Limited tenure draws flak from teachers

In April 1995, Sachiyo Kaneko was fired as a teacher of Japanese literature at the Kanagawa Prefectural College of Foreign Studies. She protested the decision, claiming that she was ousted by the college president and her senior colleagues for no valid reason.

The college president, who has since retired, categorically denies her allegations, and the prefectural personnel committee examining the case has yet to reach a conclusion. But for Kaneko, the case indicates how the limited tenure system for teachers proposed by the government might be abused by bosses in academic circles.

Currently, full-time teachers at public and privately-owned colleges and universities usually are not fired unless they are accused of noticeable negligence. Consequently, some professors become lazy, do not write theses for years and make no effort to improve their teaching, according to proponents of the new system.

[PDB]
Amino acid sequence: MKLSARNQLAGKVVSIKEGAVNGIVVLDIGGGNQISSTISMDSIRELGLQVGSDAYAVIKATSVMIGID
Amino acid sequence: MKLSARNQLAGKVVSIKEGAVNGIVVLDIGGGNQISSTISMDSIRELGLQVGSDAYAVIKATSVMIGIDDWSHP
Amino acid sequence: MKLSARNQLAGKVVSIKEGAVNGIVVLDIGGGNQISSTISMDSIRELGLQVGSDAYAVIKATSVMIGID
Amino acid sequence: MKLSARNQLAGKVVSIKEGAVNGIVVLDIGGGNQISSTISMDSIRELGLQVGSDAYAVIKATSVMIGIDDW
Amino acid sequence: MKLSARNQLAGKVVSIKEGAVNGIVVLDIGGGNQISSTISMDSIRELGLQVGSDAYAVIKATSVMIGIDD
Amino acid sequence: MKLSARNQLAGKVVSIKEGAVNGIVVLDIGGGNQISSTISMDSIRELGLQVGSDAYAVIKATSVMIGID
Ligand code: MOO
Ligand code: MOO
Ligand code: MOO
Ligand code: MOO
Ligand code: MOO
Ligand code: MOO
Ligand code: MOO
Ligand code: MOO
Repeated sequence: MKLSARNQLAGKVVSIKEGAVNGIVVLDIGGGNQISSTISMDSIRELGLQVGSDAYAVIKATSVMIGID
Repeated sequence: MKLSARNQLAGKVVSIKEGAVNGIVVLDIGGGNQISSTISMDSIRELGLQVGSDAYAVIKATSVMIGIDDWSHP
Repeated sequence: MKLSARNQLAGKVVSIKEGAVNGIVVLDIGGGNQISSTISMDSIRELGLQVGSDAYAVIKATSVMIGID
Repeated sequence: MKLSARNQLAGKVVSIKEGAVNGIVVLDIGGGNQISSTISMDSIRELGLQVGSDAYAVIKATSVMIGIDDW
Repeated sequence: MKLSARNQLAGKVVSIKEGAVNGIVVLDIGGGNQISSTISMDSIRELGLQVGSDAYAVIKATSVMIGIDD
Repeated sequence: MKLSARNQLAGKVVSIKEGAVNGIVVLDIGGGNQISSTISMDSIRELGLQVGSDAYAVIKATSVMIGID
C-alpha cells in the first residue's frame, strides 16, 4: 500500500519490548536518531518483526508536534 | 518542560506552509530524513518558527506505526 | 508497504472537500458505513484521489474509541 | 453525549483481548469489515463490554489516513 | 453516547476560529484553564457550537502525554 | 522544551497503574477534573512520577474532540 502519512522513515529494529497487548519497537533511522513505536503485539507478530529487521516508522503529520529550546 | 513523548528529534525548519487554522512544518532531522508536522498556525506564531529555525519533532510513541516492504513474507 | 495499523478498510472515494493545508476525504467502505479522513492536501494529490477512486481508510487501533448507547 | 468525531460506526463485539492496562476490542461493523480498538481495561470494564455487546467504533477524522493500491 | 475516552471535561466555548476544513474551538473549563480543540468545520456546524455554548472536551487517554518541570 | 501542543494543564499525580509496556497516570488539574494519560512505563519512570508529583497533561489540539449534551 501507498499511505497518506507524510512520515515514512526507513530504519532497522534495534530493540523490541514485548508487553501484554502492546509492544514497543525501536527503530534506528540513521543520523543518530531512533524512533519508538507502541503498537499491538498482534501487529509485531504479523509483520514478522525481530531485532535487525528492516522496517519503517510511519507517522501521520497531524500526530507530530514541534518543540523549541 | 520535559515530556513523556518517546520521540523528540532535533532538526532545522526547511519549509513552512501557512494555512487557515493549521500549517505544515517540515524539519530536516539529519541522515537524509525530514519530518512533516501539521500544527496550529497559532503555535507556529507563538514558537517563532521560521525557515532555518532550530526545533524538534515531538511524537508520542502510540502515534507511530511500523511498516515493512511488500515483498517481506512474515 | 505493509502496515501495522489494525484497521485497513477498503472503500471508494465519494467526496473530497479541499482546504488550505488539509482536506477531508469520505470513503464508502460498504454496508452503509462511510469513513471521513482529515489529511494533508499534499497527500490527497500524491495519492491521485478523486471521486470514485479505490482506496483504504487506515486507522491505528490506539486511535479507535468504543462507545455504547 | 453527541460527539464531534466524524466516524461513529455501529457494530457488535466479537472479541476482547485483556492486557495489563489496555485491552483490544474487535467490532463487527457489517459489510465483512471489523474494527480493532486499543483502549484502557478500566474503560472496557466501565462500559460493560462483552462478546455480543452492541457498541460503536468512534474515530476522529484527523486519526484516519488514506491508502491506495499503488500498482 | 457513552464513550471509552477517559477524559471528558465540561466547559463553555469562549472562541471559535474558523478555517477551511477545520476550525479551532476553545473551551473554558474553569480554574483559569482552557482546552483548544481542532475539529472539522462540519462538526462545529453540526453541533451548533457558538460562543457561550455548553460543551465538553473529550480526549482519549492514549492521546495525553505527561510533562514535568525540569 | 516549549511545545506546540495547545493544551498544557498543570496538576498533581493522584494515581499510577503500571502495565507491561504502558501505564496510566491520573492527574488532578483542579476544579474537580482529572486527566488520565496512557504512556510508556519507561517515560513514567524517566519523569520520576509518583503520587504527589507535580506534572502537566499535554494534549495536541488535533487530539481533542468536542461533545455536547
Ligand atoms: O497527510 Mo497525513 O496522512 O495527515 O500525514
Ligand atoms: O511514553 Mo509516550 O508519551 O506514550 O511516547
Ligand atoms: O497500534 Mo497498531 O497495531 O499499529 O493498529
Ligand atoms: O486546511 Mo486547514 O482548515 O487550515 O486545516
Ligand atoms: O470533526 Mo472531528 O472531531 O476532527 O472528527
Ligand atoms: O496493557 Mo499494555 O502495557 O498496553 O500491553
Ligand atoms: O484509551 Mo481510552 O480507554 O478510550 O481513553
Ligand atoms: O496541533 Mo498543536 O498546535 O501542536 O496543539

Under the limited tenure system, teachers must renew their contracts with universities and colleges when their tenure, to be set by each educational institution, expires. The legislation would allow any university to adopt the system for some or all of its teachers at its own discretion. The Education Ministry expects the system to revitalize education and research by promoting competition and the flow of personnel.

“Younger teachers can’t speak out at teachers’ meetings even now” because they are afraid of senior professors who have say in the promotion of younger teachers, Kaneko says. “The limited tenure system would end up getting rid of enthusiastic, hard-working young teachers, instead of revitalizing their lazy seniors.” The government is preparing to submit a related bill to the current Diet session that runs through June.